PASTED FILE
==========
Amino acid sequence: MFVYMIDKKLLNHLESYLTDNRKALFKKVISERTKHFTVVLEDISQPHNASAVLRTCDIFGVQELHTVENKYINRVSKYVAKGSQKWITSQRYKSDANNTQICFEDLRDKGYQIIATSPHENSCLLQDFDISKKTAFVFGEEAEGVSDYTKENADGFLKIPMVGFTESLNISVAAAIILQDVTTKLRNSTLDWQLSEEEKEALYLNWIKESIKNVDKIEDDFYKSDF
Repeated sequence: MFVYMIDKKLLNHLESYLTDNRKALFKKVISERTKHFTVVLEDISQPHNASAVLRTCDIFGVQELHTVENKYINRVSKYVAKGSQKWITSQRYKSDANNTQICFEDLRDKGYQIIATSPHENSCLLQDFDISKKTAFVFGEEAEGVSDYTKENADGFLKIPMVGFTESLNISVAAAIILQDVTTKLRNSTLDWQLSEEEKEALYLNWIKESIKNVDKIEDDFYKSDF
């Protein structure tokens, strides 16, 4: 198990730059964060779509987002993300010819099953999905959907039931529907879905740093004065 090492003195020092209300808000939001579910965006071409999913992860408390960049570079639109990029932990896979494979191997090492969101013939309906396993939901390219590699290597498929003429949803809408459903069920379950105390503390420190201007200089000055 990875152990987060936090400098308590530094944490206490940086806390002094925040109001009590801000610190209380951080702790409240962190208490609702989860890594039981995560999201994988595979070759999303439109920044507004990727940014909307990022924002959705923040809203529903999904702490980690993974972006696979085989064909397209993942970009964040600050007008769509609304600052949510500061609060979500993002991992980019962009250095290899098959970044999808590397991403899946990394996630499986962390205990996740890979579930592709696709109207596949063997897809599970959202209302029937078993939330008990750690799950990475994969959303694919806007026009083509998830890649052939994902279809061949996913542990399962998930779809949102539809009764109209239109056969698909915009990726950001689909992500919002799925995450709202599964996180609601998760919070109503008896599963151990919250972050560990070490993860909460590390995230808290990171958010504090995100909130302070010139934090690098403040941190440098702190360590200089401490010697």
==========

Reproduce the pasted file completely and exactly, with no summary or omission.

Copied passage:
Amino acid sequence: MFVYMIDKKLLNHLESYLTDNRKALFKKVISERTKHFTVVLEDISQPHNASAVLRTCDIFGVQELHTVENKYINRVSKYVAKGSQKWITSQRYKSDANNTQICFEDLRDKGYQIIATSPHENSCLLQDFDISKKTAFVFGEEAEGVSDYTKENADGFLKIPMVGFTESLNISVAAAIILQDVTTKLRNSTLDWQLSEEEKEALYLNWIKESIKNVDKIEDDFYKSDF
Repeated sequence: MFVYMIDKKLLNHLESYLTDNRKALFKKVISERTKHFTVVLEDISQPHNASAVLRTCDIFGVQELHTVENKYINRVSKYVAKGSQKWITSQRYKSDANNTQICFEDLRDKGYQIIATSPHENSCLLQDFDISKKTAFVFGEEAEGVSDYTKENADGFLKIPMVGFTESLNISVAAAIILQDVTTKLRNSTLDWQLSEEEKEALYLNWIKESIKNVDKIEDDFYKSDF
């Protein structure tokens, strides 16, 4: 198990730059964060779509987002993300010819099953999905959907039931529907879905740093004065 090492003195020092209300808000939001579910965006071409999913992860408390960049570079639109990029932990896979494979191997090492969101013939309906396993939901390219590699290597498929003429949803809408459903069920379950105390503390420190201007200089000055 990875152990987060936090400098308590530094944490206490940086806390002094925040109001009590801000610190209380951080702790409240962190208490609702989860890594039981995560999201994988595979070759999303439109920044507004990727940014909307990022924002959705923040809203529903999904702490980690993974972006696979085989064909397209993942970009964040600050007008769509609304600052949510500061609060979500993002991992980019962009250095290899098959970044999808590397991403899946990394996630499986962390205990996740890979579930592709696709109207596949063997897809599970959202209302029937078993939330008990750690799950990475994969959303694919806007026009083509998830890649052939994902279809061949996913542990399962998930779809949102539809009764109209239109056969698909915009990726950001689909992500919002799925995450709202599964996180609601998760919070109503008896599963151990919250972050560990070490993860909460590390995230808290990171958010504090995100909130302070010139934090690098403040941190440098702190360590200089401490010697």